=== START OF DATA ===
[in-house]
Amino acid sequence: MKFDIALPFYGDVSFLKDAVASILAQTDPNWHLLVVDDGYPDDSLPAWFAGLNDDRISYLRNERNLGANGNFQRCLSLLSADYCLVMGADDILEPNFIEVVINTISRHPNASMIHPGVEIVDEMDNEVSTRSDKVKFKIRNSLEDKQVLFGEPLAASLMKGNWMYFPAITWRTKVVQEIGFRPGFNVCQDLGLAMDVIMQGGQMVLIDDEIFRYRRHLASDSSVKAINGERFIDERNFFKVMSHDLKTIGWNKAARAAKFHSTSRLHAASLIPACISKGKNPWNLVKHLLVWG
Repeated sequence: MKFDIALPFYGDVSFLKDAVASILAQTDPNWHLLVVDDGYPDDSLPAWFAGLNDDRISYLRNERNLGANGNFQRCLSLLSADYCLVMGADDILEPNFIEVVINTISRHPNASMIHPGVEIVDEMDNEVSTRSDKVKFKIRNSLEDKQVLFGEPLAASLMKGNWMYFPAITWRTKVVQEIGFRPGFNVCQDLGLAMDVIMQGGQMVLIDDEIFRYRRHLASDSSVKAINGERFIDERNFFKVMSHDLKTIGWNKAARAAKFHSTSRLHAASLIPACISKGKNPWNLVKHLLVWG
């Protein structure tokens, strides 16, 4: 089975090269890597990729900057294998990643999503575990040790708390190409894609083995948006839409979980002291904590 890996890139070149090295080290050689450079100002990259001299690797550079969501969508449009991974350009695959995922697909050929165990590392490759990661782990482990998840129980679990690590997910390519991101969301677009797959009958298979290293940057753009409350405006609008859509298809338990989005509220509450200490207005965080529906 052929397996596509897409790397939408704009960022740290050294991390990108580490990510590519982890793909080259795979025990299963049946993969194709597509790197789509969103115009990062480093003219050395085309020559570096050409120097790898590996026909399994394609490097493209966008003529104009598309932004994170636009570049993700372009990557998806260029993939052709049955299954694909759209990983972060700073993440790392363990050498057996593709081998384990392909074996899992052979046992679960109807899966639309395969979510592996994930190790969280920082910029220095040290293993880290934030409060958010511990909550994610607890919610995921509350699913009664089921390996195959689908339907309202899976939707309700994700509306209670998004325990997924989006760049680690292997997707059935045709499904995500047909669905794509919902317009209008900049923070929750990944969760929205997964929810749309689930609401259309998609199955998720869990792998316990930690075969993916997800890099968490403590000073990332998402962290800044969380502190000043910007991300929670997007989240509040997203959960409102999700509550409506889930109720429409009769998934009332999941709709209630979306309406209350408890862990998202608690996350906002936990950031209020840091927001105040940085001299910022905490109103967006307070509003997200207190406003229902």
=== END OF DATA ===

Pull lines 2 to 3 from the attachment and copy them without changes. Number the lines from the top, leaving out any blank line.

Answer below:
Amino acid sequence: MKFDIALPFYGDVSFLKDAVASILAQTDPNWHLLVVDDGYPDDSLPAWFAGLNDDRISYLRNERNLGANGNFQRCLSLLSADYCLVMGADDILEPNFIEVVINTISRHPNASMIHPGVEIVDEMDNEVSTRSDKVKFKIRNSLEDKQVLFGEPLAASLMKGNWMYFPAITWRTKVVQEIGFRPGFNVCQDLGLAMDVIMQGGQMVLIDDEIFRYRRHLASDSSVKAINGERFIDERNFFKVMSHDLKTIGWNKAARAAKFHSTSRLHAASLIPACISKGKNPWNLVKHLLVWG
Repeated sequence: MKFDIALPFYGDVSFLKDAVASILAQTDPNWHLLVVDDGYPDDSLPAWFAGLNDDRISYLRNERNLGANGNFQRCLSLLSADYCLVMGADDILEPNFIEVVINTISRHPNASMIHPGVEIVDEMDNEVSTRSDKVKFKIRNSLEDKQVLFGEPLAASLMKGNWMYFPAITWRTKVVQEIGFRPGFNVCQDLGLAMDVIMQGGQMVLIDDEIFRYRRHLASDSSVKAINGERFIDERNFFKVMSHDLKTIGWNKAARAAKFHSTSRLHAASLIPACISKGKNPWNLVKHLLVWG